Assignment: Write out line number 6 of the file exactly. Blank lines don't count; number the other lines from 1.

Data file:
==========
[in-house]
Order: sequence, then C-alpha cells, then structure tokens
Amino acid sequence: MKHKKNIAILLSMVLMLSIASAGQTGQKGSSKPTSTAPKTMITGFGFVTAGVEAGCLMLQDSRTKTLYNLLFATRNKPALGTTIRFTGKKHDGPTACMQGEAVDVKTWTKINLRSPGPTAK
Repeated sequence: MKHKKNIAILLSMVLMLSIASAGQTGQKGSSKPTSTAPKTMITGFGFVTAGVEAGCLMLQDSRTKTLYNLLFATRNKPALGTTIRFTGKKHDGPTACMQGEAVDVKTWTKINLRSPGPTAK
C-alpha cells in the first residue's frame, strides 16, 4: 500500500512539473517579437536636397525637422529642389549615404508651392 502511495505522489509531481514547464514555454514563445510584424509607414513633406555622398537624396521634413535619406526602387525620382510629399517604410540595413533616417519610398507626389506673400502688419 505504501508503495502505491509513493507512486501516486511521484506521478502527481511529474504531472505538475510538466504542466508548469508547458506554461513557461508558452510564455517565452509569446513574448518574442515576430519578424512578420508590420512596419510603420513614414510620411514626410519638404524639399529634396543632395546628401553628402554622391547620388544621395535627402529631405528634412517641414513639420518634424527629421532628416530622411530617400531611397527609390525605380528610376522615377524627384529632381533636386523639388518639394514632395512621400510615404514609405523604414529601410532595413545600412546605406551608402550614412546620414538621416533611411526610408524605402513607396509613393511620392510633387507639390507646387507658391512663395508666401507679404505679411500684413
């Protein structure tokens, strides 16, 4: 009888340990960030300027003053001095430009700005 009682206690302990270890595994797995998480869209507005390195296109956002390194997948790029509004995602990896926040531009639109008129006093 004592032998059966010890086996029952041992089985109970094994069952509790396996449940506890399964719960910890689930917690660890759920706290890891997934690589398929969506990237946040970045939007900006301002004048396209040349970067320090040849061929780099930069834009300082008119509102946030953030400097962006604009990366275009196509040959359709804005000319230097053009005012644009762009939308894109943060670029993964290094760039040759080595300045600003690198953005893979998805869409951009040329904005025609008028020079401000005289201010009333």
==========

């Protein structure tokens, strides 16, 4: 009888340990960030300027003053001095430009700005 009682206690302990270890595994797995998480869209507005390195296109956002390194997948790029509004995602990896926040531009639109008129006093 004592032998059966010890086996029952041992089985109970094994069952509790396996449940506890399964719960910890689930917690660890759920706290890891997934690589398929969506990237946040970045939007900006301002004048396209040349970067320090040849061929780099930069834009300082008119509102946030953030400097962006604009990366275009196509040959359709804005000319230097053009005012644009762009939308894109943060670029993964290094760039040759080595300045600003690198953005893979998805869409951009040329904005025609008028020079401000005289201010009333």